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Chen, Wilbur Y.; Dool, Huug M. Van Den (2011)
Publisher: Co-Action Publishing
Journal: Tellus A
Languages: English
Types: Article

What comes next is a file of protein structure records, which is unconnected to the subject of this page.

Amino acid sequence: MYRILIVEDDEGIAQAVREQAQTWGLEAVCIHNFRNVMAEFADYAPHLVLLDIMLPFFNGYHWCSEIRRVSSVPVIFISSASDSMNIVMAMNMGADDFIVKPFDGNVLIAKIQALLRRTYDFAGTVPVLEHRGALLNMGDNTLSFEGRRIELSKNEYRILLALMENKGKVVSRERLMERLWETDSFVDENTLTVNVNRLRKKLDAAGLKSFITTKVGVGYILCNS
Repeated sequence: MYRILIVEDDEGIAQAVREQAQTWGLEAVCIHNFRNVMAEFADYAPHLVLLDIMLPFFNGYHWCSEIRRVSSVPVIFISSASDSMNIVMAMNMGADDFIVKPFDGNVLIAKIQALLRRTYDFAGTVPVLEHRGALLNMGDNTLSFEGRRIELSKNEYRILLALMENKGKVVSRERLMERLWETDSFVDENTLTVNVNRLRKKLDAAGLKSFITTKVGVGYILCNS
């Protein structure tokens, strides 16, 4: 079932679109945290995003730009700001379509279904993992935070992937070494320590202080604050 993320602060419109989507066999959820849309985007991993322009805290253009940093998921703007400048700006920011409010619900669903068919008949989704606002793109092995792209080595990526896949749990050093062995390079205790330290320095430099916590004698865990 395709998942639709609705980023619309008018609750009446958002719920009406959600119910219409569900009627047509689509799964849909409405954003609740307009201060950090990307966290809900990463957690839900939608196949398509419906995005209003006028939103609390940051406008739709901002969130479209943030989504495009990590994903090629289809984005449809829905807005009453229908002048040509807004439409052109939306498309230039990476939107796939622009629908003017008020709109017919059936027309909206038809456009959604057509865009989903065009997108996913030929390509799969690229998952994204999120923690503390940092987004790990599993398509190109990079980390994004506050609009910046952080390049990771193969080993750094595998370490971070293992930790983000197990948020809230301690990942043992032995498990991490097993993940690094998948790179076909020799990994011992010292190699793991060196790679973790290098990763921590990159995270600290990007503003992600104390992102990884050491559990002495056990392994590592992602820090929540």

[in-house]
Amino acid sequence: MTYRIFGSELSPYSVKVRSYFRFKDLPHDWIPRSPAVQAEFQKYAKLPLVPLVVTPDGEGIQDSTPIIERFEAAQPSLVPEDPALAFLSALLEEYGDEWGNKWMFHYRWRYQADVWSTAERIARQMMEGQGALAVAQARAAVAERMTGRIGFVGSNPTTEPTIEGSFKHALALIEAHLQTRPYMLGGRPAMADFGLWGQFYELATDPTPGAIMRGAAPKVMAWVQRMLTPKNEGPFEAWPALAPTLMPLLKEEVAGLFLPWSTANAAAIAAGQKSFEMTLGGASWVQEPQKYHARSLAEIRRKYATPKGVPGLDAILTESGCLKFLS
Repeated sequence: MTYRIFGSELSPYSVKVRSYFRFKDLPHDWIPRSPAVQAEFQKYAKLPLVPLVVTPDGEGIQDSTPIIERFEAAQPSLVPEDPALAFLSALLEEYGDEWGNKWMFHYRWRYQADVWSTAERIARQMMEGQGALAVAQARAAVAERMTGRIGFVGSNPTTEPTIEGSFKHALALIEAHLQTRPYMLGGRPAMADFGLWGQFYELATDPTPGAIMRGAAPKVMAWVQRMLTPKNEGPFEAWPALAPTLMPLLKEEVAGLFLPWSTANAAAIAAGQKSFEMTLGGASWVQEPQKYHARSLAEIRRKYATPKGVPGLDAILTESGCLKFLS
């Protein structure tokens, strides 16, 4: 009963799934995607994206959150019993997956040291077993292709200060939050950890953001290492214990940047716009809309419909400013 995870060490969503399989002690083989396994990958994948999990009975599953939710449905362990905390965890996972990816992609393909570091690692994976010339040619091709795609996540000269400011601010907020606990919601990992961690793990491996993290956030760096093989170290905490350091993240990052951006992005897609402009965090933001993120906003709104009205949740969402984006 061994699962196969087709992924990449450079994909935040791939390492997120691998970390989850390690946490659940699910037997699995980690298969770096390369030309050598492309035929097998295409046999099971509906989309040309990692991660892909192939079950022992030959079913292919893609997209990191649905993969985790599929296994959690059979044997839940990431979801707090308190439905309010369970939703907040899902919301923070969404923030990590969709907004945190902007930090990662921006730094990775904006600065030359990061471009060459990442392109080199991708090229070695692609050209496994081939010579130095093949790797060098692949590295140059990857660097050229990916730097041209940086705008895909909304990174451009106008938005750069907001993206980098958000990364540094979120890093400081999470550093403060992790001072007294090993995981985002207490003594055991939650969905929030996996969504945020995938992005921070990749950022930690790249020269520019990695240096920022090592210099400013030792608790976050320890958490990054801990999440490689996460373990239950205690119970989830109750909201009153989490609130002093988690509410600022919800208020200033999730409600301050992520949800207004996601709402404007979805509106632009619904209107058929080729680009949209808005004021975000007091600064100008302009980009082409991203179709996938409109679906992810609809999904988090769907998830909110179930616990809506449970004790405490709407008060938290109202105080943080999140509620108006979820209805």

Beyond the deterministic limit where the initial value sensitive predictability can hardly befound, the boundary condition dependent potential predictability is examined. The tropicalanomalies of the opposite phases of El Niño/Southern Oscillation (ENSO) can significantlychange the extratropical natural variability on a wide range of spatial and temporal scales. Weaddress the impact on the low-frequency variability, such as the persistent blocking flows, andthe high-frequency variability, represented primarily by the storm tracks. The NCEP/NCARreanalyses are used for this investigation. Several diagnostics tools help to reveal the dynamicalprocesses leading to the large change of the natural variability and the potential predictabilityin the extratropical latitudes between these two phases of the ENSO cycle. During El Niño winters, the principal storm tracks are steered more into the southern and Baja Californiaregion, by the much eastward extended subtropical jets. On the other hand, the storms arediverted more into the higher latitudes (Aleutians and Gulf of Alaska) during La Niña winters,when jetstreams are much weaker east of 160°W. Although being passively steered to widelydifferent regions, the high-frequency transients do feed back actively to strengthen and maintainthe subtropical jet across the central North Pacific and also act to slow down the equatorwardflank of the jet. The feedback by the transients is stronger during the El Niño than the La Niñawinters, helping in maintaining stronger signals from the tropics for the El Niño winters. Thereis also a large change of low-frequency variability: much larger magnitude of kinetic energyand height variance during La Niña than El Niño winters. The local barotropic energy diagnosisreveals that, on average, the low-frequency components extract more energy from time-meanflows during La Niña than El Niño winters, helping in explaining the presence of much largerlow-frequency variability during the La Niña winters. With stronger ENSO signals and weakernatural variability during El Niño winters, the potential predictability in the north Pacific sectoris significantly higher, on these two counts, than during the La Niña winters.DOI: 10.1034/j.1600-0870.1999.00017.x
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